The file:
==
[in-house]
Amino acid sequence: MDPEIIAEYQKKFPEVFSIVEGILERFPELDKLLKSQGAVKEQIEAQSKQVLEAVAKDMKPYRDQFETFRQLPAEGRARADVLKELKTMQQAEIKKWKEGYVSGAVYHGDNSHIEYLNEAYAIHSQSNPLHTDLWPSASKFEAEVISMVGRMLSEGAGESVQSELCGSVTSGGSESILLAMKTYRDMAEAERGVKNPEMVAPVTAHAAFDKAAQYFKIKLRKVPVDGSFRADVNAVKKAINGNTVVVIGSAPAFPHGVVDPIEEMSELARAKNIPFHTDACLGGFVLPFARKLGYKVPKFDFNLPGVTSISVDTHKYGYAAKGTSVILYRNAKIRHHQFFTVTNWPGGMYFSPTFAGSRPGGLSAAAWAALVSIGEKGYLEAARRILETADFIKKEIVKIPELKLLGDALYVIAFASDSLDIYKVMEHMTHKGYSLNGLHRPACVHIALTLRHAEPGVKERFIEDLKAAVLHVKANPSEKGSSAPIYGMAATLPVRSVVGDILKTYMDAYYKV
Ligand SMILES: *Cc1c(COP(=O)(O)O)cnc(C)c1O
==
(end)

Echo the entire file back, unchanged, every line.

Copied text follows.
[in-house]
Amino acid sequence: MDPEIIAEYQKKFPEVFSIVEGILERFPELDKLLKSQGAVKEQIEAQSKQVLEAVAKDMKPYRDQFETFRQLPAEGRARADVLKELKTMQQAEIKKWKEGYVSGAVYHGDNSHIEYLNEAYAIHSQSNPLHTDLWPSASKFEAEVISMVGRMLSEGAGESVQSELCGSVTSGGSESILLAMKTYRDMAEAERGVKNPEMVAPVTAHAAFDKAAQYFKIKLRKVPVDGSFRADVNAVKKAINGNTVVVIGSAPAFPHGVVDPIEEMSELARAKNIPFHTDACLGGFVLPFARKLGYKVPKFDFNLPGVTSISVDTHKYGYAAKGTSVILYRNAKIRHHQFFTVTNWPGGMYFSPTFAGSRPGGLSAAAWAALVSIGEKGYLEAARRILETADFIKKEIVKIPELKLLGDALYVIAFASDSLDIYKVMEHMTHKGYSLNGLHRPACVHIALTLRHAEPGVKERFIEDLKAAVLHVKANPSEKGSSAPIYGMAATLPVRSVVGDILKTYMDAYYKV
Ligand SMILES: *Cc1c(COP(=O)(O)O)cnc(C)c1O